The Physiological Advantages and Disadvantages to Athletic Sports Performance

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Blood doping, or induced erythrocythemia, is a term used to describe

any means by which a person’s total volume of red blood cells is

increased (Wilmore, 1994). The strategy has been adopted by a number

of athletes, with positive results in endurance sports such as

cycling, cross-country skiing and long-distance running. Whilst a

fairly small increase in erythrocyte mass is seen in athletes after

months of endurance training, dishonest athletes may strive to

increase their erythrocyte mass further through the illegal and

unethical processes blood doping or administration of human

recombinant erythropoietin (rHuEPO).

The potential benefits of using such procedures are alluring to the

athlete; the increase in erythrocyte mass (and so too in haemoglobin)

causes a subsequent increase in the oxygen-carrying capacity of the

blood, providing an increased supply of oxygen to the active muscles

and making them more fatigue-resistant. Furthermore, the increased

erythrocyte mass causes improved thermoregulation and lactate

buffering, which are also of great advantage to the athlete competing

in an endurance event.

If used in a controlled environment, blood doping may alter

erythrocyte concentration with nominal side effects. The inherent

problem of blood doping is concerned with abuse rather than use, with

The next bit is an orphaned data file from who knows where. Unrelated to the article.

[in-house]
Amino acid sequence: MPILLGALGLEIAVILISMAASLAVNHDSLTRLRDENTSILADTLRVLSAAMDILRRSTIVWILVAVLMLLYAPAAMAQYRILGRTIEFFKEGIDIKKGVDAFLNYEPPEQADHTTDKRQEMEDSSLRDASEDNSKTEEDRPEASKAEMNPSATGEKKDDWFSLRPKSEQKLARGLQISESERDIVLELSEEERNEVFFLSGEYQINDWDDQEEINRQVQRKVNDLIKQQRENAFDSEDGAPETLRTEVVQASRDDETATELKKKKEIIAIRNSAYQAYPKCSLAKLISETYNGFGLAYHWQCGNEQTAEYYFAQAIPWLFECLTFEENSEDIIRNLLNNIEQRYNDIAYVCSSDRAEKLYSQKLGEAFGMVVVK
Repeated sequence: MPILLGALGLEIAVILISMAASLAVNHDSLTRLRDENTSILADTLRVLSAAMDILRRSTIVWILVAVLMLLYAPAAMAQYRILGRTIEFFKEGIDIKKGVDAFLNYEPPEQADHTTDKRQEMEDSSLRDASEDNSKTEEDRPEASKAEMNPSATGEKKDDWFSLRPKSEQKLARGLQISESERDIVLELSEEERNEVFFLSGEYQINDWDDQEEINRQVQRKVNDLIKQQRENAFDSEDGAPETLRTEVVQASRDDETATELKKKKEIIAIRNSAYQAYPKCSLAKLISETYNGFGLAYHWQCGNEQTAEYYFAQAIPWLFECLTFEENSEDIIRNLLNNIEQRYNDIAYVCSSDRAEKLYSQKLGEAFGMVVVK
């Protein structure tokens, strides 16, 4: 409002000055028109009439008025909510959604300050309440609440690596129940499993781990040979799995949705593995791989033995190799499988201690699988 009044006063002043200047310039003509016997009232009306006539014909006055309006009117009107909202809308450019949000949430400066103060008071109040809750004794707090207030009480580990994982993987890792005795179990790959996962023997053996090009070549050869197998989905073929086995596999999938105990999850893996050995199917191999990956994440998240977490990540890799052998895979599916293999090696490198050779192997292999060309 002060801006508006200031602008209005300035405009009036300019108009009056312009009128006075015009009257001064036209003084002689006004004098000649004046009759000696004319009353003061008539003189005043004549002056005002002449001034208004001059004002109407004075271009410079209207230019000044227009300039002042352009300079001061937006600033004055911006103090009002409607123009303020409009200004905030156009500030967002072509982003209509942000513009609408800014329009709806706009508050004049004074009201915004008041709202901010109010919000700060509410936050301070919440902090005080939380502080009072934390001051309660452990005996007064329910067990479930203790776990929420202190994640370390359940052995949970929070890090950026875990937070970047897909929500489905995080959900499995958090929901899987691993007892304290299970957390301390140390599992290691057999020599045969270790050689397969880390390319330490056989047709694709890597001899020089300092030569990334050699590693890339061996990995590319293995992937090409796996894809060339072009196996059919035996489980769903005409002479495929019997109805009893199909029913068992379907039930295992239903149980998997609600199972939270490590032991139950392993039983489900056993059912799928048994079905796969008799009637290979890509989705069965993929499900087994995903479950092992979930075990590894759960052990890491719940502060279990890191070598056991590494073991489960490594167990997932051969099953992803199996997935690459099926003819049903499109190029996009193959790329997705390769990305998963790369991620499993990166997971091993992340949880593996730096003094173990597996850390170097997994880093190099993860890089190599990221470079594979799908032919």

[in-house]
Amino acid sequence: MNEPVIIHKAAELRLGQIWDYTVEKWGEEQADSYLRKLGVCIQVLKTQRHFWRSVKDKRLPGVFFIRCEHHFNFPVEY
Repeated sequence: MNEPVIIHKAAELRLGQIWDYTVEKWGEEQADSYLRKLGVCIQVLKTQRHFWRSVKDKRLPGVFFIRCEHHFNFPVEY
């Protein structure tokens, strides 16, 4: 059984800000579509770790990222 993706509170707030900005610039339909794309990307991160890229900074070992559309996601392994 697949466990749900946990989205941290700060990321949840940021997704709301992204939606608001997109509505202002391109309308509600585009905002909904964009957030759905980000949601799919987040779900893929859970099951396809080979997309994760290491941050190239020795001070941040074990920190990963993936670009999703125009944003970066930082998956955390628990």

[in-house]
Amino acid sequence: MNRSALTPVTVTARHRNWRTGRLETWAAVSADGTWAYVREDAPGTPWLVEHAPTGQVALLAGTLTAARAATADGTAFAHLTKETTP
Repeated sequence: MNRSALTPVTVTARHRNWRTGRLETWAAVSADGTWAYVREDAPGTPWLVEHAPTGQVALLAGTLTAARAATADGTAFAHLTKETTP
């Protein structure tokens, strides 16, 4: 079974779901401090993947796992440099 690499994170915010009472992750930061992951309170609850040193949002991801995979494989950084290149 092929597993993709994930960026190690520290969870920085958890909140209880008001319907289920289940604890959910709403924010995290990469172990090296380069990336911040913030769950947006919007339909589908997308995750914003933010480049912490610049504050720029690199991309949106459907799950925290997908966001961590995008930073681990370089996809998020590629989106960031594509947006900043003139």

athletes re-infusing excessive amounts of erythrocytes to constantly

improve endurance performance to its maximum, to maintain their reign

at number one in their sport. This puts considerable strain on the

cardiovascular system and can lead to, sometimes fatal, physiological


The quandary with blood ...

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... Sport. ISLH XIVth

International Symposium p. 20

[4] Cazzola, M (2001) Erythropoietin Pathophysiology, Clinical Uses of

Recombinant Human Erythropoietin, and Medical Risks of Its Abuse in

Endurance Sports. ISLH XIVth International Symposium p.21-22

[5] Thomas, JA (1988) Drugs, Athletes and Physical Performance. Plenum

Publishing Corporation, New York. P.147-167

[6] McArdle WD, Katch FI, Katch VL (1996) Exercise Physiology –

Energy, Nutrition and Human Performance. 4th edition. Williams and

Wilkins. P. 465-467

[7] Gledhill N, Warburton D (1992) Haemoglobin, Blood Volume and

Endurance in The Encyclopedia of Sports Medicine Endurance in Sport

ed: Shephard and Astrand. 2nd edition. Blackwell Science. P. 423-437

[8] Wilmore JH, Costill DL (1994) Physiology of Sport and Exercise.

Human Kinetics. P. 338-344.
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